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Fewer waterbirds travelling to winter in UK
The ringed plover is among the species which have seen a decline in UK numbers in the last 25 years.
Change attributed to milder winters in eastern and northern Europe.

Fewer waterbirds are travelling to the UK for the winter, the annual Wetland Bird Survey has revealed.

The report for 2022/23,
which also includes data from the Goose and Swan Monitoring Programme, shows that species which normally come to the UK to escape harsh winter conditions in northern and eastern Europe are no longer arriving in such large numbers.

As the climate in those regions becomes milder and damper, the birds are remaining closer to their breeding grounds.

For example, the number of Bewick’s swans travelling to UK has declined by 96 per cent in the past 25 years, with goldeneye numbers dropping by 50 per cent, and dunlin by a third. The Bewick’s swan is also experiencing a decline in its breeding population.

However, some birds that would leave the UK for the winter to travel to southern Europe, such as the black-tailed godwit, are now staying.

The data for the survey was collected by more than 3,800 volunteers who carried out counts in 3,325 wetlands
across the UK.

Simon Wotton, senior conservation scientist at the Royal Society for the Protection of Birds (RSPB), said: “The Wetland Bird Survey, alongside the Goose and Swan Monitoring Programme is an invaluable tool for better understanding the impact of climate change on our wintering waterbirds that typically breed further north and east.

“The scientific community owe a debt of gratitude to the volunteers whose coordinated efforts make these long-term studies possible.”

Wetland Bird Survey is project managed by the British Trust for Ornithology (BTO), the RSPB, and the Joint Nature Conservation Committee (JNCC). The Goose and Swan Monitoring Programme is coordinated by BTO, JNCC, and NatureScot.

The full report can be read on the BTO’s website.

Image © Shutterstock

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Reporting service for dead wild birds updated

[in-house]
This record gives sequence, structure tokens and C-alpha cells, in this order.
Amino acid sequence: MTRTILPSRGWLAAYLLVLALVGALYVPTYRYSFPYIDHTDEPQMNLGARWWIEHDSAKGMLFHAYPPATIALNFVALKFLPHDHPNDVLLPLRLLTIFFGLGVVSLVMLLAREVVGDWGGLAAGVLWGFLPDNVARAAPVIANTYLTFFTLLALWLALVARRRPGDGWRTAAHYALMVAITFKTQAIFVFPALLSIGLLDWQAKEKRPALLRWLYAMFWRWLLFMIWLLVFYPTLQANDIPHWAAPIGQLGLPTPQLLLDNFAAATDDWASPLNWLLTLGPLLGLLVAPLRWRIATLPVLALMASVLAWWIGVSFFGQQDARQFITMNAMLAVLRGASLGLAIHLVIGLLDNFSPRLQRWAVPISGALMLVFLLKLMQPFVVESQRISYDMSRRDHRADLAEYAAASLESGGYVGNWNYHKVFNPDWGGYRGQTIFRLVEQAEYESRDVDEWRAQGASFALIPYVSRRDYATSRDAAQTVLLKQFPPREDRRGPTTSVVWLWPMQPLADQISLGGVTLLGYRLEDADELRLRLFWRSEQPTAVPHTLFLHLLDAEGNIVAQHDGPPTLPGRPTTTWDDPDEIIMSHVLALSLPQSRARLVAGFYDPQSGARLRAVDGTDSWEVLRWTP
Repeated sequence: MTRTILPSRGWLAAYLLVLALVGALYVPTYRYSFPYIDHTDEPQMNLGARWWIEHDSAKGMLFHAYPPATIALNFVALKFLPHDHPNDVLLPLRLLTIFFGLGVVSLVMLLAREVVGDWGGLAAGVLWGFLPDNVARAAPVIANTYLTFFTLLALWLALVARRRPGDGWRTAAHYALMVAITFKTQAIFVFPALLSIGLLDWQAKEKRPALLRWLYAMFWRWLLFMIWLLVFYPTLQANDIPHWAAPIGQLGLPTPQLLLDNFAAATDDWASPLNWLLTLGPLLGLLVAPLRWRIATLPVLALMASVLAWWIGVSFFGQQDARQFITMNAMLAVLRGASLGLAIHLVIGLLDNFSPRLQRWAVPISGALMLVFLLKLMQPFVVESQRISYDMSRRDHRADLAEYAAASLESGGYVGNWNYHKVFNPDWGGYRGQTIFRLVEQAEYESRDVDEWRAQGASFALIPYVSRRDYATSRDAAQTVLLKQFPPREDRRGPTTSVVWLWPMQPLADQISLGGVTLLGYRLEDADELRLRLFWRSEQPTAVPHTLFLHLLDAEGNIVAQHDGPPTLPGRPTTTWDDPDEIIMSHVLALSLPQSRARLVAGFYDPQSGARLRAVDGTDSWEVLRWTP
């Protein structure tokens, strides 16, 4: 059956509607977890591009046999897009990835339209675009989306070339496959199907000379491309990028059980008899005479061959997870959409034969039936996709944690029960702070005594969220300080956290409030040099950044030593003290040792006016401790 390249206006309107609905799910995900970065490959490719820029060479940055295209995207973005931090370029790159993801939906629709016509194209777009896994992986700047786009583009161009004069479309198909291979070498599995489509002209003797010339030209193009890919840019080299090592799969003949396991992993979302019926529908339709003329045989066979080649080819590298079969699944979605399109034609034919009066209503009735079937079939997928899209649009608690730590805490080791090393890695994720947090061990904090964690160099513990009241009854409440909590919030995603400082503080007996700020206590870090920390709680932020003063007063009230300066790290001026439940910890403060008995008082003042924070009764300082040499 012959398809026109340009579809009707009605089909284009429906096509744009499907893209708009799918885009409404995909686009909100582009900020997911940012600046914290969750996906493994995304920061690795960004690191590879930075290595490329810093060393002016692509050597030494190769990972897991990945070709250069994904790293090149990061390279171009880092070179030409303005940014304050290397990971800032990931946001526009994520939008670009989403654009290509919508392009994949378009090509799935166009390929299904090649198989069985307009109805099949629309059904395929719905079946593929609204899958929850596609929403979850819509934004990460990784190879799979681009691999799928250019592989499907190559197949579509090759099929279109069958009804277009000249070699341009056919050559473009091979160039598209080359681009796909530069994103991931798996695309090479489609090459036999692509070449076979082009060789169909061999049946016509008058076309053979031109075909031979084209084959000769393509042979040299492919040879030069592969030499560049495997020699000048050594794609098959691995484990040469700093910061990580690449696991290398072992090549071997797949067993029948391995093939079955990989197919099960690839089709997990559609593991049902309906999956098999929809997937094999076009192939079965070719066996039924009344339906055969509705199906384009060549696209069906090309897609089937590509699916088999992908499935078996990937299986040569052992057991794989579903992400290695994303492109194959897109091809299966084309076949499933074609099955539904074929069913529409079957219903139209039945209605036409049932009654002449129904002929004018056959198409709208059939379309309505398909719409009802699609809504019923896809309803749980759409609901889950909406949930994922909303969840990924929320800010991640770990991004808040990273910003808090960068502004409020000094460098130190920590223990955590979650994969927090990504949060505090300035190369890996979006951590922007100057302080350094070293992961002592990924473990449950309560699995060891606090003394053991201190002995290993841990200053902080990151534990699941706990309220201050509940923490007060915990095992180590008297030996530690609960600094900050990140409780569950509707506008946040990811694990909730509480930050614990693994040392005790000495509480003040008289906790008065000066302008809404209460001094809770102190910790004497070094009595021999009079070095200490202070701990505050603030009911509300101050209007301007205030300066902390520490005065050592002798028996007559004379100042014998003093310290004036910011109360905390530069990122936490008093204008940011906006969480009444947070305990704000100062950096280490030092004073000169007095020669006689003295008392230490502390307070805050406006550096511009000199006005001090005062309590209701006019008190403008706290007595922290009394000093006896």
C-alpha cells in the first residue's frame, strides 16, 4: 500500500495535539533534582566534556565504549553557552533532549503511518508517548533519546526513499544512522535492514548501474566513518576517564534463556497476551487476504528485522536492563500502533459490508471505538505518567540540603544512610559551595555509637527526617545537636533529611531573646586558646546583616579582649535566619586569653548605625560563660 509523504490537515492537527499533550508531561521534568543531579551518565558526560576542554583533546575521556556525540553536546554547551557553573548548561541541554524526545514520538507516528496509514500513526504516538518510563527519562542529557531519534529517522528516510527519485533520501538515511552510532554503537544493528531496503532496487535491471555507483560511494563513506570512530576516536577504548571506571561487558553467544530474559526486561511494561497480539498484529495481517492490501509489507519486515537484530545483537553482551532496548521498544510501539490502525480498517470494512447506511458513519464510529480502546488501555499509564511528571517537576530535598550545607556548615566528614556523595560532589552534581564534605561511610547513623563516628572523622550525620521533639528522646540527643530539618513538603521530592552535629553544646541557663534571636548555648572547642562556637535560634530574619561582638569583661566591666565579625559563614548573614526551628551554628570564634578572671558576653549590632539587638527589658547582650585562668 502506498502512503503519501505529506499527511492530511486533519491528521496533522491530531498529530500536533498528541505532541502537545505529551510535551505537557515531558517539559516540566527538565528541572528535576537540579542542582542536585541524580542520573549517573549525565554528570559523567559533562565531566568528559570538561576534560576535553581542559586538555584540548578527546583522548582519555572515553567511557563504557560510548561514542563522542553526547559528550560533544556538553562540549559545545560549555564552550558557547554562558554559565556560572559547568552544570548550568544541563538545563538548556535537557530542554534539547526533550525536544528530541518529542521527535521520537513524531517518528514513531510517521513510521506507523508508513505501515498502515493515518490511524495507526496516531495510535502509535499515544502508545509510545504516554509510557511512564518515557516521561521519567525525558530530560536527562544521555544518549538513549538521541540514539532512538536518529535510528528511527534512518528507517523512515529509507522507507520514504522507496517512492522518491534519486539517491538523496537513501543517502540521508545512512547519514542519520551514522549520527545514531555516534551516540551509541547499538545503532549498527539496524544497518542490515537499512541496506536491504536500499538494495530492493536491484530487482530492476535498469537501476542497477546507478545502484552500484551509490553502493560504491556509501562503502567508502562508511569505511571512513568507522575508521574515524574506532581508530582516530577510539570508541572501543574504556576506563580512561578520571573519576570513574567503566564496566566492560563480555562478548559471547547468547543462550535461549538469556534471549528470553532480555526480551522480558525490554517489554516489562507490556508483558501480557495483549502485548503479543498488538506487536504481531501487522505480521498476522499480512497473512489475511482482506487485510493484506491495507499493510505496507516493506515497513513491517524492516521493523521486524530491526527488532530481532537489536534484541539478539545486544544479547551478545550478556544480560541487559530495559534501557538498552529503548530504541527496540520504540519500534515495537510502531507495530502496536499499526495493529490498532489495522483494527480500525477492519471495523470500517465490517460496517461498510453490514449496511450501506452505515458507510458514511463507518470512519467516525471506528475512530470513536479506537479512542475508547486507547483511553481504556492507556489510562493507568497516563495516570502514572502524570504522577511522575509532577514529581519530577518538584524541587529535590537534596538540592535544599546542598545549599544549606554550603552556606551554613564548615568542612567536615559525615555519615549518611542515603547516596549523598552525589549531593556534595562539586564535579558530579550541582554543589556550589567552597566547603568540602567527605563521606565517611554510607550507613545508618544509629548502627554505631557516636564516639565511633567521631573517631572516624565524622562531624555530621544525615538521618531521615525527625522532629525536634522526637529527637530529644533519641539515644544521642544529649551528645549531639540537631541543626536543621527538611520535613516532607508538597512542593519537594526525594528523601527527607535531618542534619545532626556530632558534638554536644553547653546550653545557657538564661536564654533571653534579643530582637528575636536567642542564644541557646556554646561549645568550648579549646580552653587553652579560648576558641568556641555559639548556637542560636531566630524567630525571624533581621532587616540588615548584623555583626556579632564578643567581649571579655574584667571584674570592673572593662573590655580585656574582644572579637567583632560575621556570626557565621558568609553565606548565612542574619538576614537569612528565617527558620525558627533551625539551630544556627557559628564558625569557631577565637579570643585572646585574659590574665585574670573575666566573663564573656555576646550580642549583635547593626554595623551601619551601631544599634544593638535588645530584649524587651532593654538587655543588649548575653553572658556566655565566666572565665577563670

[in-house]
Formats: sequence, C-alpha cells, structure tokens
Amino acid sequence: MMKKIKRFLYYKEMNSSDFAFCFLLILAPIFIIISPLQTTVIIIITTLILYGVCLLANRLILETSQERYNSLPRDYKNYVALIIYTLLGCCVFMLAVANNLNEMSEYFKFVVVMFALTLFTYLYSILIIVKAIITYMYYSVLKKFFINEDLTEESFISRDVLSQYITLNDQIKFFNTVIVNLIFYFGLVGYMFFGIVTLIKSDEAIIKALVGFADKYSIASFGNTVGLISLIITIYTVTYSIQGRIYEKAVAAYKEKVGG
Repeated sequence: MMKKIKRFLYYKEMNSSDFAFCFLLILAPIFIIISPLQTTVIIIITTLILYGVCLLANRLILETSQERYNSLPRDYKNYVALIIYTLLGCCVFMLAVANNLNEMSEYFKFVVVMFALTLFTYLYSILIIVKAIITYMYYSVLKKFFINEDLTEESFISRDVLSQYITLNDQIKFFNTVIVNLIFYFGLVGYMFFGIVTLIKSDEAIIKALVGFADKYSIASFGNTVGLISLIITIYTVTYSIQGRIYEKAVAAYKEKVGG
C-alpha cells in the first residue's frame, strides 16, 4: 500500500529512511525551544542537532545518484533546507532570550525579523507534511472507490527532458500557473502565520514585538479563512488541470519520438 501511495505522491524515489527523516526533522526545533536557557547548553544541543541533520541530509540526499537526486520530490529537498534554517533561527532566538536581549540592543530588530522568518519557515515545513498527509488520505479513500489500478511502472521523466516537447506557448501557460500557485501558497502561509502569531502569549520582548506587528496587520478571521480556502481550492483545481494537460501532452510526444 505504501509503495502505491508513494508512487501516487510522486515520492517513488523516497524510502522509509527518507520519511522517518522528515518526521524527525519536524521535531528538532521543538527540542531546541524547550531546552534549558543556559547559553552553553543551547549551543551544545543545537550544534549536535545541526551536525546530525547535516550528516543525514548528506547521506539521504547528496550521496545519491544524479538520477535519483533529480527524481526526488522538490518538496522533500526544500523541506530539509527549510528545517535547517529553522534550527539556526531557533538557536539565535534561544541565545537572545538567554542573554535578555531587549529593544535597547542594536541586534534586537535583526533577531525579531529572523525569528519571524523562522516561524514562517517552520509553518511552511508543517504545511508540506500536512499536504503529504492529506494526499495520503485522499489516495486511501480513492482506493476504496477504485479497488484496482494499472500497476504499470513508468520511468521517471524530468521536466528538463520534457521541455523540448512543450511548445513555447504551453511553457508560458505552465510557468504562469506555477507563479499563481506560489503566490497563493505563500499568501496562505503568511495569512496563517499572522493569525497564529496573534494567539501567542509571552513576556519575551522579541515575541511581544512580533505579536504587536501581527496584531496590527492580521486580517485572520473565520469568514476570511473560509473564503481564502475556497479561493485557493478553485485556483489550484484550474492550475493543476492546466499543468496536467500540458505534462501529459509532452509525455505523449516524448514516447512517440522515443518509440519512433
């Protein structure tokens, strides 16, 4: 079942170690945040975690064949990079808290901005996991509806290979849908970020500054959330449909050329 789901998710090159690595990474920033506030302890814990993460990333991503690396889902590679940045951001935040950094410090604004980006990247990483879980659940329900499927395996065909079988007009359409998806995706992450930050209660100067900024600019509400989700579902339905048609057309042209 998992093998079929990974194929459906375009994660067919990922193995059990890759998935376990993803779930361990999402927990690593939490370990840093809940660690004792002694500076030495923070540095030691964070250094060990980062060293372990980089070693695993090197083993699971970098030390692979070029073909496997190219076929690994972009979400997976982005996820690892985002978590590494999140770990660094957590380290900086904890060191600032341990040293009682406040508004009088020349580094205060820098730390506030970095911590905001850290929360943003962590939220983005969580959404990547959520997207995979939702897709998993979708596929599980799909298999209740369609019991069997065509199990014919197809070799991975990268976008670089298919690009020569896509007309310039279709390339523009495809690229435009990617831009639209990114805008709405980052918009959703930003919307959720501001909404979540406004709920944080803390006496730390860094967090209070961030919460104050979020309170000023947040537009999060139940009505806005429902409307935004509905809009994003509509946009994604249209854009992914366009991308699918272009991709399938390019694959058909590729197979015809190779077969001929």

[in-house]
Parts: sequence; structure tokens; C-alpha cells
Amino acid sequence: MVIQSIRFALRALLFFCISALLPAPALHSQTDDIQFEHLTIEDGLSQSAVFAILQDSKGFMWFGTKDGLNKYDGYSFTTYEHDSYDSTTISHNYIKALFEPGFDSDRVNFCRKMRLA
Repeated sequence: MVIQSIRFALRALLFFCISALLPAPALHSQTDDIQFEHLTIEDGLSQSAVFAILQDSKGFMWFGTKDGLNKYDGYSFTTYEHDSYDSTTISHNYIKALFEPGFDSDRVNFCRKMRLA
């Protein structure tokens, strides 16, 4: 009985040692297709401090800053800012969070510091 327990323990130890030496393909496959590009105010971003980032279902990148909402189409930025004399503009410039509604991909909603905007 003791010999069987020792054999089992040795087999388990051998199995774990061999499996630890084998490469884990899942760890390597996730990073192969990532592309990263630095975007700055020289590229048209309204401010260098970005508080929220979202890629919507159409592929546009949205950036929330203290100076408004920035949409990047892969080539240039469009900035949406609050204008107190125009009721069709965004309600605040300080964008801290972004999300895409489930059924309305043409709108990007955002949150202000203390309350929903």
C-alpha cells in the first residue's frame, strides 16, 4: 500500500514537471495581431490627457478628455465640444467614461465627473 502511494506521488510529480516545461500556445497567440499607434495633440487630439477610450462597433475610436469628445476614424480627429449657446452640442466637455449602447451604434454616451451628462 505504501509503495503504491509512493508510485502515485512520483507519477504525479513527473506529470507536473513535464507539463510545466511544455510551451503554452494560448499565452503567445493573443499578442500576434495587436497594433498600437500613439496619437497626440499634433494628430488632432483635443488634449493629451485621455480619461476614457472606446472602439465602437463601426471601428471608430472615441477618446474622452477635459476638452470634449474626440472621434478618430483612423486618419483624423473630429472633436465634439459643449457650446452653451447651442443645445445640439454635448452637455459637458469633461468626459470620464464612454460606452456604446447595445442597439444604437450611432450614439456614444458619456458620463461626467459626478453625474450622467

News Story 1
 The Animal and Plant Health Agency (APHA) has updated its online reporting service for dead wild birds.

The new version allows those reporting a dead bird to drop a pin on a map when reporting the location. It also includes a wider range of wild bird species groups to select from when describing the bird.

The online service, which helps APHA to monitor the spread of diseases such as avian influenza, can be accessed here

Click here for more...
News Shorts
NI chief vet urges bluetongue vigilance

Northern Ireland's chief veterinary officer (CVO) has urged farmers to be vigilant for signs of bluetongue, after the Animal and Plant Health Agency warned there was a very high probability of further cases in Great Britain.

There have been 126 confirmed cases of bluetongue virus serotype 3 in England since November 2023, with no cases reported in Northern Ireland. The movement of live ruminants from Great Britain to Northern Ireland is currently suspended.

According to the Department of Agriculture, Environment and Rural Affairs (DAERA), the virus is most likely to enter Northern Ireland through infected animals or germplasm (semen or ova) being imported.

Brian Dooher, Northern Ireland's CVO, said: "Surveillance for this disease within Northern Ireland has been increased to assist with detection at the earliest opportunity which will facilitate more effective control measures."

Farmers should report any suspicions of the disease to their private veterinary practitioner, the DAERA Helpline on 0300 200 7840 or their local DAERA Direct Veterinary Office.